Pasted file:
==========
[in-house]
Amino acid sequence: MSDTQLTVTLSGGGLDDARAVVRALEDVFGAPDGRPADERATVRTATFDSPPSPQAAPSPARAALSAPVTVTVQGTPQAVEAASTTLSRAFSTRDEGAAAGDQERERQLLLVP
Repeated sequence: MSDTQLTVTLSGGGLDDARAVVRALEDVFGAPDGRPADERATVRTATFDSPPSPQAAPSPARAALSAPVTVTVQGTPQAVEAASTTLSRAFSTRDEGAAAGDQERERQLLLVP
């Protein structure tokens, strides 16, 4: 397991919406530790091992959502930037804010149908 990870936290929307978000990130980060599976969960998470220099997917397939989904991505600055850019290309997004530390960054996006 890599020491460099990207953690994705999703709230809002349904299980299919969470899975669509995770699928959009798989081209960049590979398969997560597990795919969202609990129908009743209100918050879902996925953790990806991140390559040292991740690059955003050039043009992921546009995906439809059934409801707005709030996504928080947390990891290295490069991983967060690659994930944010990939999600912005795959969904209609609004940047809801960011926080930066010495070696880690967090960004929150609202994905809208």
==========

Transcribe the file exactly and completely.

[in-house]
Amino acid sequence: MSDTQLTVTLSGGGLDDARAVVRALEDVFGAPDGRPADERATVRTATFDSPPSPQAAPSPARAALSAPVTVTVQGTPQAVEAASTTLSRAFSTRDEGAAAGDQERERQLLLVP
Repeated sequence: MSDTQLTVTLSGGGLDDARAVVRALEDVFGAPDGRPADERATVRTATFDSPPSPQAAPSPARAALSAPVTVTVQGTPQAVEAASTTLSRAFSTRDEGAAAGDQERERQLLLVP
């Protein structure tokens, strides 16, 4: 397991919406530790091992959502930037804010149908 990870936290929307978000990130980060599976969960998470220099997917397939989904991505600055850019290309997004530390960054996006 890599020491460099990207953690994705999703709230809002349904299980299919969470899975669509995770699928959009798989081209960049590979398969997560597990795919969202609990129908009743209100918050879902996925953790990806991140390559040292991740690059955003050039043009992921546009995906439809059934409801707005709030996504928080947390990891290295490069991983967060690659994930944010990939999600912005795959969904209609609004940047809801960011926080930066010495070696880690967090960004929150609202994905809208």